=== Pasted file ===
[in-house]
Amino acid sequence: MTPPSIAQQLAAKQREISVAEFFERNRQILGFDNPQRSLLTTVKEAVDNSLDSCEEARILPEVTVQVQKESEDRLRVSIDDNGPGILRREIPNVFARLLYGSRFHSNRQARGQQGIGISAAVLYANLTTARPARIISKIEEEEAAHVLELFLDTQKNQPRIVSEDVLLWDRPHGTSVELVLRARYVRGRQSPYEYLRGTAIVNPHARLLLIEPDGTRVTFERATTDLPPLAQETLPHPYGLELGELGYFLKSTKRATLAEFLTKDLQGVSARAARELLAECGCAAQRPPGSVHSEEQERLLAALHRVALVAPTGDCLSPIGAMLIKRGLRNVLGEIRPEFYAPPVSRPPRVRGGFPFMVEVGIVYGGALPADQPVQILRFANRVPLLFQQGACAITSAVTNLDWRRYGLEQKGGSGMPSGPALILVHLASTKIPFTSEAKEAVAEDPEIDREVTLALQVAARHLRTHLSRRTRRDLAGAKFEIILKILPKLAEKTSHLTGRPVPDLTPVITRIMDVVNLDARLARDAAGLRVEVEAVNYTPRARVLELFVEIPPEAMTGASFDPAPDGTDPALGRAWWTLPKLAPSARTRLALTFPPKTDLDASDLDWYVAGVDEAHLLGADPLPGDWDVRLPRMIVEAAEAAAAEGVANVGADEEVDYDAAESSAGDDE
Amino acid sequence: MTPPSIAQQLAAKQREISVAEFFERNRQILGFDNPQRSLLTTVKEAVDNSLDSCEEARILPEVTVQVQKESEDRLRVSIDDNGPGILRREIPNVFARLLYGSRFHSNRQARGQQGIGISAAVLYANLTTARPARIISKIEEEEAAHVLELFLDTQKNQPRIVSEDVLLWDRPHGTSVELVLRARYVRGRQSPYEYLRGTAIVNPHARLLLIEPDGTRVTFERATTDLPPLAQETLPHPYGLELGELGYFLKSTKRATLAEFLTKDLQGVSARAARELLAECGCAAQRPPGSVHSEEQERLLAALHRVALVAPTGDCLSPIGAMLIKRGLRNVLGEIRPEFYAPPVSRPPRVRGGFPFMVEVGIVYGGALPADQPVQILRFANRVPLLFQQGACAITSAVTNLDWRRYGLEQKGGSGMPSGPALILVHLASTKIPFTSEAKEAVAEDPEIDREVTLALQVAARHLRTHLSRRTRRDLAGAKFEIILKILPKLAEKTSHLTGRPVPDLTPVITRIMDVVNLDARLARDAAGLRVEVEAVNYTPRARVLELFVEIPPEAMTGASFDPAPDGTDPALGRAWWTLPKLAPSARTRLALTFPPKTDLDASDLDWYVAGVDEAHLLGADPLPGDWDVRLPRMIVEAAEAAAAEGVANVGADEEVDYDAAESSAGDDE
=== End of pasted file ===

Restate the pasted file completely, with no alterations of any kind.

[in-house]
Amino acid sequence: MTPPSIAQQLAAKQREISVAEFFERNRQILGFDNPQRSLLTTVKEAVDNSLDSCEEARILPEVTVQVQKESEDRLRVSIDDNGPGILRREIPNVFARLLYGSRFHSNRQARGQQGIGISAAVLYANLTTARPARIISKIEEEEAAHVLELFLDTQKNQPRIVSEDVLLWDRPHGTSVELVLRARYVRGRQSPYEYLRGTAIVNPHARLLLIEPDGTRVTFERATTDLPPLAQETLPHPYGLELGELGYFLKSTKRATLAEFLTKDLQGVSARAARELLAECGCAAQRPPGSVHSEEQERLLAALHRVALVAPTGDCLSPIGAMLIKRGLRNVLGEIRPEFYAPPVSRPPRVRGGFPFMVEVGIVYGGALPADQPVQILRFANRVPLLFQQGACAITSAVTNLDWRRYGLEQKGGSGMPSGPALILVHLASTKIPFTSEAKEAVAEDPEIDREVTLALQVAARHLRTHLSRRTRRDLAGAKFEIILKILPKLAEKTSHLTGRPVPDLTPVITRIMDVVNLDARLARDAAGLRVEVEAVNYTPRARVLELFVEIPPEAMTGASFDPAPDGTDPALGRAWWTLPKLAPSARTRLALTFPPKTDLDASDLDWYVAGVDEAHLLGADPLPGDWDVRLPRMIVEAAEAAAAEGVANVGADEEVDYDAAESSAGDDE
Amino acid sequence: MTPPSIAQQLAAKQREISVAEFFERNRQILGFDNPQRSLLTTVKEAVDNSLDSCEEARILPEVTVQVQKESEDRLRVSIDDNGPGILRREIPNVFARLLYGSRFHSNRQARGQQGIGISAAVLYANLTTARPARIISKIEEEEAAHVLELFLDTQKNQPRIVSEDVLLWDRPHGTSVELVLRARYVRGRQSPYEYLRGTAIVNPHARLLLIEPDGTRVTFERATTDLPPLAQETLPHPYGLELGELGYFLKSTKRATLAEFLTKDLQGVSARAARELLAECGCAAQRPPGSVHSEEQERLLAALHRVALVAPTGDCLSPIGAMLIKRGLRNVLGEIRPEFYAPPVSRPPRVRGGFPFMVEVGIVYGGALPADQPVQILRFANRVPLLFQQGACAITSAVTNLDWRRYGLEQKGGSGMPSGPALILVHLASTKIPFTSEAKEAVAEDPEIDREVTLALQVAARHLRTHLSRRTRRDLAGAKFEIILKILPKLAEKTSHLTGRPVPDLTPVITRIMDVVNLDARLARDAAGLRVEVEAVNYTPRARVLELFVEIPPEAMTGASFDPAPDGTDPALGRAWWTLPKLAPSARTRLALTFPPKTDLDASDLDWYVAGVDEAHLLGADPLPGDWDVRLPRMIVEAAEAAAAEGVANVGADEEVDYDAAESSAGDDE